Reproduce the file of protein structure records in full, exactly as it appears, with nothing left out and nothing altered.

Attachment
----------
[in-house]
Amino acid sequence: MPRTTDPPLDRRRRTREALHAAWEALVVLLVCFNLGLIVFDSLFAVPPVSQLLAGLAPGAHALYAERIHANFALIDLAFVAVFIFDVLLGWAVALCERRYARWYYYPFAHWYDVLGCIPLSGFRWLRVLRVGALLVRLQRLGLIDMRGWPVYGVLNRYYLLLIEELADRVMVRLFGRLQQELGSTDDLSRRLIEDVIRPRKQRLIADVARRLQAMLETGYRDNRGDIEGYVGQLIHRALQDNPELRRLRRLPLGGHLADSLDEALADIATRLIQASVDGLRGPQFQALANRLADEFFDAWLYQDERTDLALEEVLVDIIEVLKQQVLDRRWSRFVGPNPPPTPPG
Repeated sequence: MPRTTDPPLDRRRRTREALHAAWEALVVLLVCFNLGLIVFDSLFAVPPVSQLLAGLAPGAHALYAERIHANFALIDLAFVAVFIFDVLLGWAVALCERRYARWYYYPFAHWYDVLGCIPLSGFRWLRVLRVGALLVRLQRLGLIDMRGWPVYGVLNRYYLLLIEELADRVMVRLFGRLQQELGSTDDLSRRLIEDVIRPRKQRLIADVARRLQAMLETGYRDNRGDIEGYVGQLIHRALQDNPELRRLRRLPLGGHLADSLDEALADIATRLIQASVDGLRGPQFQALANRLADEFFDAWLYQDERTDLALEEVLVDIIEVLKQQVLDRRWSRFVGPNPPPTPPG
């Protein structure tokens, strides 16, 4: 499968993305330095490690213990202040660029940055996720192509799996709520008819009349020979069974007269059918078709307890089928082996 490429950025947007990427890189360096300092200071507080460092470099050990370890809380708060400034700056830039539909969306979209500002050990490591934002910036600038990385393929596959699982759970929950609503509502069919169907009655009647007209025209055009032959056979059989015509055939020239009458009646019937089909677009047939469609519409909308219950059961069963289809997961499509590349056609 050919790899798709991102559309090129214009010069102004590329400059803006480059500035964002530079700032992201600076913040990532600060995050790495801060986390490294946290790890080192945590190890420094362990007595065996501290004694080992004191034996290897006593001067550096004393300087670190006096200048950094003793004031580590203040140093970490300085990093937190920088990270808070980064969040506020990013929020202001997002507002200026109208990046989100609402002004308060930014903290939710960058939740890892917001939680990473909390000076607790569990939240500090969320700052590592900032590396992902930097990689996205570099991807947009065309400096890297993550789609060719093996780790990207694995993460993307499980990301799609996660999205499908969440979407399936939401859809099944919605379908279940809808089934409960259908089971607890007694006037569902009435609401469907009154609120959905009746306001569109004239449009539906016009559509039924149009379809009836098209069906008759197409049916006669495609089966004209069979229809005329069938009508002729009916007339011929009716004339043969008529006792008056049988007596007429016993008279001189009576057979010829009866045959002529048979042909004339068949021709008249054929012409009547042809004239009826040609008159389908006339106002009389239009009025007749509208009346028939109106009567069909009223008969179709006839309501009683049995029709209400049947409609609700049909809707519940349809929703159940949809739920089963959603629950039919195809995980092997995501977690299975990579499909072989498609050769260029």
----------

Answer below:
[in-house]
Amino acid sequence: MPRTTDPPLDRRRRTREALHAAWEALVVLLVCFNLGLIVFDSLFAVPPVSQLLAGLAPGAHALYAERIHANFALIDLAFVAVFIFDVLLGWAVALCERRYARWYYYPFAHWYDVLGCIPLSGFRWLRVLRVGALLVRLQRLGLIDMRGWPVYGVLNRYYLLLIEELADRVMVRLFGRLQQELGSTDDLSRRLIEDVIRPRKQRLIADVARRLQAMLETGYRDNRGDIEGYVGQLIHRALQDNPELRRLRRLPLGGHLADSLDEALADIATRLIQASVDGLRGPQFQALANRLADEFFDAWLYQDERTDLALEEVLVDIIEVLKQQVLDRRWSRFVGPNPPPTPPG
Repeated sequence: MPRTTDPPLDRRRRTREALHAAWEALVVLLVCFNLGLIVFDSLFAVPPVSQLLAGLAPGAHALYAERIHANFALIDLAFVAVFIFDVLLGWAVALCERRYARWYYYPFAHWYDVLGCIPLSGFRWLRVLRVGALLVRLQRLGLIDMRGWPVYGVLNRYYLLLIEELADRVMVRLFGRLQQELGSTDDLSRRLIEDVIRPRKQRLIADVARRLQAMLETGYRDNRGDIEGYVGQLIHRALQDNPELRRLRRLPLGGHLADSLDEALADIATRLIQASVDGLRGPQFQALANRLADEFFDAWLYQDERTDLALEEVLVDIIEVLKQQVLDRRWSRFVGPNPPPTPPG
């Protein structure tokens, strides 16, 4: 499968993305330095490690213990202040660029940055996720192509799996709520008819009349020979069974007269059918078709307890089928082996 490429950025947007990427890189360096300092200071507080460092470099050990370890809380708060400034700056830039539909969306979209500002050990490591934002910036600038990385393929596959699982759970929950609503509502069919169907009655009647007209025209055009032959056979059989015509055939020239009458009646019937089909677009047939469609519409909308219950059961069963289809997961499509590349056609 050919790899798709991102559309090129214009010069102004590329400059803006480059500035964002530079700032992201600076913040990532600060995050790495801060986390490294946290790890080192945590190890420094362990007595065996501290004694080992004191034996290897006593001067550096004393300087670190006096200048950094003793004031580590203040140093970490300085990093937190920088990270808070980064969040506020990013929020202001997002507002200026109208990046989100609402002004308060930014903290939710960058939740890892917001939680990473909390000076607790569990939240500090969320700052590592900032590396992902930097990689996205570099991807947009065309400096890297993550789609060719093996780790990207694995993460993307499980990301799609996660999205499908969440979407399936939401859809099944919605379908279940809808089934409960259908089971607890007694006037569902009435609401469907009154609120959905009746306001569109004239449009539906016009559509039924149009379809009836098209069906008759197409049916006669495609089966004209069979229809005329069938009508002729009916007339011929009716004339043969008529006792008056049988007596007429016993008279001189009576057979010829009866045959002529048979042909004339068949021709008249054929012409009547042809004239009826040609008159389908006339106002009389239009009025007749509208009346028939109106009567069909009223008969179709006839309501009683049995029709209400049947409609609700049909809707519940349809929703159940949809739920089963959603629950039919195809995980092997995501977690299975990579499909072989498609050769260029």